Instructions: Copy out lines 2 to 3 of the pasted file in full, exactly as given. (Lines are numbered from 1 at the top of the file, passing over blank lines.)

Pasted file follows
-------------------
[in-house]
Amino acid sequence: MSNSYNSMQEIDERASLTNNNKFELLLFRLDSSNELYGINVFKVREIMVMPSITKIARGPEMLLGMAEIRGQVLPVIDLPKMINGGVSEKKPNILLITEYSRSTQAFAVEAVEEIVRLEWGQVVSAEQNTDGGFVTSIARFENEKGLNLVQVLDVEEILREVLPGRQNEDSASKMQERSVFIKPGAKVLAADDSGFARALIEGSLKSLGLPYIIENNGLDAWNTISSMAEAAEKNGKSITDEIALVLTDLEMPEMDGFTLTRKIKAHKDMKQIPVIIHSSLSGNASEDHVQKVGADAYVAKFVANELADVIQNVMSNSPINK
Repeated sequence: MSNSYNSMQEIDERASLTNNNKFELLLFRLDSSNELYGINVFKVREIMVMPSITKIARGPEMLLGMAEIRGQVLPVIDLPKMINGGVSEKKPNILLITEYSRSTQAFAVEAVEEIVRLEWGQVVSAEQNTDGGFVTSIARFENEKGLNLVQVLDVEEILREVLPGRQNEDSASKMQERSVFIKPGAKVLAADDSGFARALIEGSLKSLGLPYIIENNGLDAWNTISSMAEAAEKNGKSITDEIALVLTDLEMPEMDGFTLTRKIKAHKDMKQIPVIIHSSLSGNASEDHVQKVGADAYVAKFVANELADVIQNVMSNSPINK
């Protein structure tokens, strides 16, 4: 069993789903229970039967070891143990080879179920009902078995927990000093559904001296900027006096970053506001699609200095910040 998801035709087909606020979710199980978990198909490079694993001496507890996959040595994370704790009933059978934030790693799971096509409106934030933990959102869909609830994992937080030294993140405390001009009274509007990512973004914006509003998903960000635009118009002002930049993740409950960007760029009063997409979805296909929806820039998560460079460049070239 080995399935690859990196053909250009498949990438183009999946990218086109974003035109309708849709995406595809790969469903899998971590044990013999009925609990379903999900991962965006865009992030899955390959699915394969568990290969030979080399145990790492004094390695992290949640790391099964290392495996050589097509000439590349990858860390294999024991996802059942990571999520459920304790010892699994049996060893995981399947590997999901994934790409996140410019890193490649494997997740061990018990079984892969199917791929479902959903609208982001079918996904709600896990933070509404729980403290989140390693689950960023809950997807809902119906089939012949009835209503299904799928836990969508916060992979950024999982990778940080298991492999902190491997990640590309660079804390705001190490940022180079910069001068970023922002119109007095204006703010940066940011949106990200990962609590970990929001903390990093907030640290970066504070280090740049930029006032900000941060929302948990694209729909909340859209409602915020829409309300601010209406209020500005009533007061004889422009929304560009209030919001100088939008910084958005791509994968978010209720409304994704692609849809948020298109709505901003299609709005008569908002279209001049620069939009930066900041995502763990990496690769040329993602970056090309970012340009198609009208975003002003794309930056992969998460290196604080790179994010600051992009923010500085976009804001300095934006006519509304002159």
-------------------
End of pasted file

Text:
Amino acid sequence: MSNSYNSMQEIDERASLTNNNKFELLLFRLDSSNELYGINVFKVREIMVMPSITKIARGPEMLLGMAEIRGQVLPVIDLPKMINGGVSEKKPNILLITEYSRSTQAFAVEAVEEIVRLEWGQVVSAEQNTDGGFVTSIARFENEKGLNLVQVLDVEEILREVLPGRQNEDSASKMQERSVFIKPGAKVLAADDSGFARALIEGSLKSLGLPYIIENNGLDAWNTISSMAEAAEKNGKSITDEIALVLTDLEMPEMDGFTLTRKIKAHKDMKQIPVIIHSSLSGNASEDHVQKVGADAYVAKFVANELADVIQNVMSNSPINK
Repeated sequence: MSNSYNSMQEIDERASLTNNNKFELLLFRLDSSNELYGINVFKVREIMVMPSITKIARGPEMLLGMAEIRGQVLPVIDLPKMINGGVSEKKPNILLITEYSRSTQAFAVEAVEEIVRLEWGQVVSAEQNTDGGFVTSIARFENEKGLNLVQVLDVEEILREVLPGRQNEDSASKMQERSVFIKPGAKVLAADDSGFARALIEGSLKSLGLPYIIENNGLDAWNTISSMAEAAEKNGKSITDEIALVLTDLEMPEMDGFTLTRKIKAHKDMKQIPVIIHSSLSGNASEDHVQKVGADAYVAKFVANELADVIQNVMSNSPINK